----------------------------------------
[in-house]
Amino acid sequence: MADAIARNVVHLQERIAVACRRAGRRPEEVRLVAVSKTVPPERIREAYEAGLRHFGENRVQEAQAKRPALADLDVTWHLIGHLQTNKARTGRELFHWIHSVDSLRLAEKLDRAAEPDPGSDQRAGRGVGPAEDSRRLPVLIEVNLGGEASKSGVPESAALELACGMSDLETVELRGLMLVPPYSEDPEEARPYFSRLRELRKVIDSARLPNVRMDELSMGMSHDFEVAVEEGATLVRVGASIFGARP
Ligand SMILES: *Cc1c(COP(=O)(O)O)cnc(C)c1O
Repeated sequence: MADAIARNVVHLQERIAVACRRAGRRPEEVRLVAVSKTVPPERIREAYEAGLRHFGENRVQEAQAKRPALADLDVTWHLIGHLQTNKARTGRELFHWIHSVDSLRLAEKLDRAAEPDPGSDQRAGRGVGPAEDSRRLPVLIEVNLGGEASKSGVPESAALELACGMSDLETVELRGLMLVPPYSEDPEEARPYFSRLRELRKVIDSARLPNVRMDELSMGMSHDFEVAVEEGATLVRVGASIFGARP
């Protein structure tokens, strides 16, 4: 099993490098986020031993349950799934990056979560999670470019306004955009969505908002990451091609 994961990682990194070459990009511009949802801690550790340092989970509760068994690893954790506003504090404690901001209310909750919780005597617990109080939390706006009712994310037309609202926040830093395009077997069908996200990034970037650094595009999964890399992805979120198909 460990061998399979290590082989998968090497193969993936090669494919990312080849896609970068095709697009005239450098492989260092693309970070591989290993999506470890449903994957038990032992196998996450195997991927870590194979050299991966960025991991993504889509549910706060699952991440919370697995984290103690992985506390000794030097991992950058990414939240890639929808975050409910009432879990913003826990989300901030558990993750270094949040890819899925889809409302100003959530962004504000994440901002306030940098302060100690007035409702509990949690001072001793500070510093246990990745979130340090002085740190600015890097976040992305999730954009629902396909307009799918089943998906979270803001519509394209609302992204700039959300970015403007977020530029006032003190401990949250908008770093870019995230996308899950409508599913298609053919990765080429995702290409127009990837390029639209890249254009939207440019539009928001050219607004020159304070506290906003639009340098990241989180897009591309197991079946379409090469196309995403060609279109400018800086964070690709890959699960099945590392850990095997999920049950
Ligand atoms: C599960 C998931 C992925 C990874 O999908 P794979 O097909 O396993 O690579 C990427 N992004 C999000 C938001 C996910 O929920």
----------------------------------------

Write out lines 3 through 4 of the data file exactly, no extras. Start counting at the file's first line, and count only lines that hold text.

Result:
Ligand SMILES: *Cc1c(COP(=O)(O)O)cnc(C)c1O
Repeated sequence: MADAIARNVVHLQERIAVACRRAGRRPEEVRLVAVSKTVPPERIREAYEAGLRHFGENRVQEAQAKRPALADLDVTWHLIGHLQTNKARTGRELFHWIHSVDSLRLAEKLDRAAEPDPGSDQRAGRGVGPAEDSRRLPVLIEVNLGGEASKSGVPESAALELACGMSDLETVELRGLMLVPPYSEDPEEARPYFSRLRELRKVIDSARLPNVRMDELSMGMSHDFEVAVEEGATLVRVGASIFGARP